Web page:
Thursday, June 7, 2018—Burbank, California

The dramatic/comedy series, The Streets Of Winslow, on which I am the lead writer, made it through two seasons and ABC picked up their option for 2018/19, so everybody at PWP—Pacific West Productions—was on the gravy train for another year. That was the good news. The bad news was our well-deserved respite between seasons was over and it was time to get back to work.

Toward that end, I was struggling to get a banker's box of scripts from the passenger seat of my '63 Split Window in the Warner Bros. parking lot. The SUV next to my reserved spot was crooked in its parking place and taking up room I needed to get the Vette's door open far enough to remove the cardboard box.

That's when Lauren Campbell stopped, took a look at my predicament, and said, "That's a beautiful car, Ben, but not too practical for hauling boxes. Can I help?"

"Yeah, go show the owner of this glorified Honda, here, how to park straight."

Lauren laughed. "Sorry, Ben, but as my grandfather used to say, 'That's above my pay grade.'"

Actually, what Lauren's grandfather used to say still carries a good deal of weight around here. Her grandfather was Jeffrey S. Campbell, the most successful writer/producer on network TV from the 1970s into the 1990s.

In fairness, I must add Lauren has made it a point to base her career on her own accomplishments, not her grandfather's name. That, and the strong impression she has no interest in her fellow toilers in the vineyard, romantic or otherwise, is the sum total of my knowledge about the aloof Ms Lauren Campbell. That was about to change.

Anyway, with Lauren making sure my passenger door didn't bang into  the badly parked SUV, I finally got the box of scripts out of the Vette. Then, with her running ahead to get the doors, we successfully transported our cargo to my office on the top floor of WB's TV office building.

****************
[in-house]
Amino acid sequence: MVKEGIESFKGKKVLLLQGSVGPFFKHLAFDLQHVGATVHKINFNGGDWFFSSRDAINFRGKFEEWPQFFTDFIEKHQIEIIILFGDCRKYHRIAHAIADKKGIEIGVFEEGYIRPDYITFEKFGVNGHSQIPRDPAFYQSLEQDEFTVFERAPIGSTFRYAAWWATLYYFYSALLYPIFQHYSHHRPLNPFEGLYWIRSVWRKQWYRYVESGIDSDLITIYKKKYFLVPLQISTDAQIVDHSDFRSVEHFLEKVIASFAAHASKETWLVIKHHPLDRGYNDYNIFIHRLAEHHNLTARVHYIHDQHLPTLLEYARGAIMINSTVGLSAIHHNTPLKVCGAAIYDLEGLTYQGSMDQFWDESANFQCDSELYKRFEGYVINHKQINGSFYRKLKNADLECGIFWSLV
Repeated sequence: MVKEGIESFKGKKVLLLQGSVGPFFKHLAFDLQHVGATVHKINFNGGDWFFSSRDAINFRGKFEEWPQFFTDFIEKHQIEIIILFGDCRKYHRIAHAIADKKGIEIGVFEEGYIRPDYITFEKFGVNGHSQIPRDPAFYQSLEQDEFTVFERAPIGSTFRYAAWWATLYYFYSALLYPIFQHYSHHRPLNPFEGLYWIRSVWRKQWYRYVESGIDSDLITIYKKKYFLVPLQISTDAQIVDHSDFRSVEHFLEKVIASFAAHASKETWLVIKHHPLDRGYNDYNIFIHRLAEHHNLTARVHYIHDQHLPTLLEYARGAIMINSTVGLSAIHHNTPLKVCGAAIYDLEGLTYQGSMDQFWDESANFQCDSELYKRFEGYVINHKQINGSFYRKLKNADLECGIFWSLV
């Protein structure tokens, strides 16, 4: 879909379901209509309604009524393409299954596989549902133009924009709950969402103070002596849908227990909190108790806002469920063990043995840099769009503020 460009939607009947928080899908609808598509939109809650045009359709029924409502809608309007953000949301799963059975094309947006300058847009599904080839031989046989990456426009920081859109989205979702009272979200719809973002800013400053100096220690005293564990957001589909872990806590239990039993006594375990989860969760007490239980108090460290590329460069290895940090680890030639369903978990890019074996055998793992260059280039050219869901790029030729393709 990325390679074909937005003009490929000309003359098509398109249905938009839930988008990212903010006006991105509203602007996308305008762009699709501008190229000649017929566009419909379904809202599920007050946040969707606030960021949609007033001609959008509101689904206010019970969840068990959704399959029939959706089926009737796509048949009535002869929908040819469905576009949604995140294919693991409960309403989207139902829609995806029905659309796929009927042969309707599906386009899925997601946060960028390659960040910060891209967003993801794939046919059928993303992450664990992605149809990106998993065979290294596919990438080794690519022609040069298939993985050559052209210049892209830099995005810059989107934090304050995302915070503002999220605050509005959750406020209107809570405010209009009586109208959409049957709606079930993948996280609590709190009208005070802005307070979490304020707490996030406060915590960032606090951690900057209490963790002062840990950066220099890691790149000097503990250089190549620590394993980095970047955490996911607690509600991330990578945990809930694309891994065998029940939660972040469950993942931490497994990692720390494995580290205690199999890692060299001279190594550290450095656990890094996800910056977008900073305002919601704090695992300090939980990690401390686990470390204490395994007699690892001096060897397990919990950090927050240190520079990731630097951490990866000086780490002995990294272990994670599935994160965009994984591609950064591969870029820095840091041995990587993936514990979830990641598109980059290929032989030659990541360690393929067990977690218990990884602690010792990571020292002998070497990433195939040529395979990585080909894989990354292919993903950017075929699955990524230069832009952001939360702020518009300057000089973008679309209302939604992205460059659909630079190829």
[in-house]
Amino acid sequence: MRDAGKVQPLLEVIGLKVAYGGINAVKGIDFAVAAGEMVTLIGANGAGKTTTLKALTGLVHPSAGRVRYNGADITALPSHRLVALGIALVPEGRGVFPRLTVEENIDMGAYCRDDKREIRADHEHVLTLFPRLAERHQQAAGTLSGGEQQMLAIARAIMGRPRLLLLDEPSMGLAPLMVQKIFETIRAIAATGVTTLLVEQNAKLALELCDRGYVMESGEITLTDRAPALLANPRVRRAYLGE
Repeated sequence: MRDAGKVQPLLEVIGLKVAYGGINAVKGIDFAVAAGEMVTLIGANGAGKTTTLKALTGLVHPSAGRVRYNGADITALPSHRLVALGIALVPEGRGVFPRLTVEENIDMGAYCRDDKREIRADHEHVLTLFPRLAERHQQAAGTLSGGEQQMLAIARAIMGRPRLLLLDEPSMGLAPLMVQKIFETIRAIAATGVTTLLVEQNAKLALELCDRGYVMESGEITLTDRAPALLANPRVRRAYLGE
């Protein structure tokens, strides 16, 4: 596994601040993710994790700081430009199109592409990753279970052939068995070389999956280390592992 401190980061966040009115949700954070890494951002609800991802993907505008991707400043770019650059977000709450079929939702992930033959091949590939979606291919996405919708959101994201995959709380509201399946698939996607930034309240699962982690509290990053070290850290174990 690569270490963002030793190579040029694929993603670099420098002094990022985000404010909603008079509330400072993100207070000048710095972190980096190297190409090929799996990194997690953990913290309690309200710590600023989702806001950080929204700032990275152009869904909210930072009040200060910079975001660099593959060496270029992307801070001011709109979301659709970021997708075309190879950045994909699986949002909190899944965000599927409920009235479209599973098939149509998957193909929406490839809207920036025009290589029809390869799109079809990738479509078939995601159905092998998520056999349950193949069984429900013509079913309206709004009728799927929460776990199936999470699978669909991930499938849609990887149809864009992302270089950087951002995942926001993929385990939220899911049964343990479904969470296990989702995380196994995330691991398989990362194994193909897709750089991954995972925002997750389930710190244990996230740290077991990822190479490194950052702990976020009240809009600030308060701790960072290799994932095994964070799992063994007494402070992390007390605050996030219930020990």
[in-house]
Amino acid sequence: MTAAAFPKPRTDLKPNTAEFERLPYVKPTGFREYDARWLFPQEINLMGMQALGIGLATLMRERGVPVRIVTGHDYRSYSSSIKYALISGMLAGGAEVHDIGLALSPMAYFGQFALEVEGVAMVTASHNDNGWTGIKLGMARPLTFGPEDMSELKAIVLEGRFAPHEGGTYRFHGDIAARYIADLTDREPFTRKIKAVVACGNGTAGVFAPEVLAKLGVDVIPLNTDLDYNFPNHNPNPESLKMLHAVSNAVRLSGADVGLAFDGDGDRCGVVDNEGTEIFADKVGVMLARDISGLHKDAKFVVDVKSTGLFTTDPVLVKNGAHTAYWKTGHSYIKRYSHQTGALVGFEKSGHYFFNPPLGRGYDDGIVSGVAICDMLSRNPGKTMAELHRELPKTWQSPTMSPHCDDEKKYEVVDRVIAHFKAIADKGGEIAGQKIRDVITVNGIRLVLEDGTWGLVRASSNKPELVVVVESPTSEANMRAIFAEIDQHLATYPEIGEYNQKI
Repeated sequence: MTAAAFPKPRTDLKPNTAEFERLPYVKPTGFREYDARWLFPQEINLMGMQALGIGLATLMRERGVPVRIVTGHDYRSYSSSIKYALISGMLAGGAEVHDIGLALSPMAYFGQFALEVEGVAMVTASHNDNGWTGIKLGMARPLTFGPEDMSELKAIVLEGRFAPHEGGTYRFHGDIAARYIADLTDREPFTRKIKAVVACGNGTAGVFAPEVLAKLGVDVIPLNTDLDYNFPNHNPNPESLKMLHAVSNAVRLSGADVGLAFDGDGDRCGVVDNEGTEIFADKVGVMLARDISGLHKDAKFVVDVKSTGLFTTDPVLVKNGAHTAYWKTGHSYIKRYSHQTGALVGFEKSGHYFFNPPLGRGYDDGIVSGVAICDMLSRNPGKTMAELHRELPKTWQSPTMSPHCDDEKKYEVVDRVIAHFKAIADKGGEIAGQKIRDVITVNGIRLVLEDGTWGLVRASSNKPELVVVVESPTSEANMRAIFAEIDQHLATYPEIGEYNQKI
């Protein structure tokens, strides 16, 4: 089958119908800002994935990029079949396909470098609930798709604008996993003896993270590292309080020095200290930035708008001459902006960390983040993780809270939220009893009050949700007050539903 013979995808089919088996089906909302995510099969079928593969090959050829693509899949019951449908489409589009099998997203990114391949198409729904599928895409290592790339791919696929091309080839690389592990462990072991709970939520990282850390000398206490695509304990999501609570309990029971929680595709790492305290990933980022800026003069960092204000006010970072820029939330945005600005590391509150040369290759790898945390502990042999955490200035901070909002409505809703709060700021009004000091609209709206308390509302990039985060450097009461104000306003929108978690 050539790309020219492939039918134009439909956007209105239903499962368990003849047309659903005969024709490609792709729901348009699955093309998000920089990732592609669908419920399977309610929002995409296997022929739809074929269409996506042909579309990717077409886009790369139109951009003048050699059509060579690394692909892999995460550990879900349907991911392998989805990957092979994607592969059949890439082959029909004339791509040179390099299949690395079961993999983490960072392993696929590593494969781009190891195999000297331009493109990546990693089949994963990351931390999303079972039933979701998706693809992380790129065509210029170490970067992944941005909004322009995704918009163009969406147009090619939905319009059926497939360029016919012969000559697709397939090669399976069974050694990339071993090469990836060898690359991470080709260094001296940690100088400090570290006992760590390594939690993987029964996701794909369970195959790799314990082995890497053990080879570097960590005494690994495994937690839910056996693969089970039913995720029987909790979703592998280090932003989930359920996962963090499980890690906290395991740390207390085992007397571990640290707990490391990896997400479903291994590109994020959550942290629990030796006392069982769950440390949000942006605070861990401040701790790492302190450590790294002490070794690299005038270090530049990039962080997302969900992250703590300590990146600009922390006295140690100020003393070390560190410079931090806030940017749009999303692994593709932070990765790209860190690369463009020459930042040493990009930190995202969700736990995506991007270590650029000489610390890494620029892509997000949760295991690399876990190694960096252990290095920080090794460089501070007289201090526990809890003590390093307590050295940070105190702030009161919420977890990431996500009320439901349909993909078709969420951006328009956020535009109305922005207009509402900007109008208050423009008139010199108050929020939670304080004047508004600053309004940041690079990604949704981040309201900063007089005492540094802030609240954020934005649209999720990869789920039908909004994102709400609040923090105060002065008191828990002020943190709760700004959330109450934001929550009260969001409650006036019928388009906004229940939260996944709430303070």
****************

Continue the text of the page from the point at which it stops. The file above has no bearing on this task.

Once there, I dumped the box on the sofa and thanked Lauren for her help. With a big smile, she said, "You're welcome, Ben. Now I want to ask you a favor."

Figuring she needed some help with the production schedule or some such thing, I said, "Sure, whatcha need?"

Reaching into her tote bag, Lauren threw me a curve. "You're into old cars, so I hope you can tell me about this." She handed me an owners' manual for, of all things, a 1937 Cord.

The booklet looked almost too pristine to be an original from 1937, but on close examination, I could see the manual was the real McCoy. "Say, you've got yourself quite a treasure here. Too bad you don't have the car to go with it."

"I do."

I looked up from the manual. "You do what?"

"Have the car to go with that manual."

"You're kidding!"

"No. I found it under a cover while I was cleaning accumulated junk out of the garage at my great great grandmother's home. It was left to me in my grandfather's will and I decided to clean it out so I can figure out what to do with it. Strangely, I'm finding I like the old place so much, I might even move into it.

"Well, I hope the garage has a good sturdy lock on the door."

Lauren tilted her head and gave me a look of curiosity. "Not really. Why?"